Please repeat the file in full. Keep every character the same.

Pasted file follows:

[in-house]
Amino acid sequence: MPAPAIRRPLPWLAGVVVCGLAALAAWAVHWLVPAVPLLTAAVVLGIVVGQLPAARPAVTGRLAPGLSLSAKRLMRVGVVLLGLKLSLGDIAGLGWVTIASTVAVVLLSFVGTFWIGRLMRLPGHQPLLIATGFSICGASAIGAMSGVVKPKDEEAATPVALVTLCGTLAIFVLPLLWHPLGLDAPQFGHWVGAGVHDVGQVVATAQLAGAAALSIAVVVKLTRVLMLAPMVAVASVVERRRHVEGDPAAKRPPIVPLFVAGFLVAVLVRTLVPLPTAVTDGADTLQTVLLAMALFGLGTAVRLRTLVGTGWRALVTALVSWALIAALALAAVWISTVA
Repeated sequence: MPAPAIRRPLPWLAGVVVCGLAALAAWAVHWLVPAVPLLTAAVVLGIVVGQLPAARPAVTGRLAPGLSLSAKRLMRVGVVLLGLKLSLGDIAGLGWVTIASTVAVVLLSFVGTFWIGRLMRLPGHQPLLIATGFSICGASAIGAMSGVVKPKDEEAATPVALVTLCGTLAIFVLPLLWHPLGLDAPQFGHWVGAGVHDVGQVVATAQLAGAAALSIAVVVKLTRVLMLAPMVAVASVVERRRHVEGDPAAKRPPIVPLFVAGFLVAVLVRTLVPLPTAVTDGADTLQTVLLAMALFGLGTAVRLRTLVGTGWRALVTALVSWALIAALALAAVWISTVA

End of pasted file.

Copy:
[in-house]
Amino acid sequence: MPAPAIRRPLPWLAGVVVCGLAALAAWAVHWLVPAVPLLTAAVVLGIVVGQLPAARPAVTGRLAPGLSLSAKRLMRVGVVLLGLKLSLGDIAGLGWVTIASTVAVVLLSFVGTFWIGRLMRLPGHQPLLIATGFSICGASAIGAMSGVVKPKDEEAATPVALVTLCGTLAIFVLPLLWHPLGLDAPQFGHWVGAGVHDVGQVVATAQLAGAAALSIAVVVKLTRVLMLAPMVAVASVVERRRHVEGDPAAKRPPIVPLFVAGFLVAVLVRTLVPLPTAVTDGADTLQTVLLAMALFGLGTAVRLRTLVGTGWRALVTALVSWALIAALALAAVWISTVA
Repeated sequence: MPAPAIRRPLPWLAGVVVCGLAALAAWAVHWLVPAVPLLTAAVVLGIVVGQLPAARPAVTGRLAPGLSLSAKRLMRVGVVLLGLKLSLGDIAGLGWVTIASTVAVVLLSFVGTFWIGRLMRLPGHQPLLIATGFSICGASAIGAMSGVVKPKDEEAATPVALVTLCGTLAIFVLPLLWHPLGLDAPQFGHWVGAGVHDVGQVVATAQLAGAAALSIAVVVKLTRVLMLAPMVAVASVVERRRHVEGDPAAKRPPIVPLFVAGFLVAVLVRTLVPLPTAVTDGADTLQTVLLAMALFGLGTAVRLRTLVGTGWRALVTALVSWALIAALALAAVWISTVA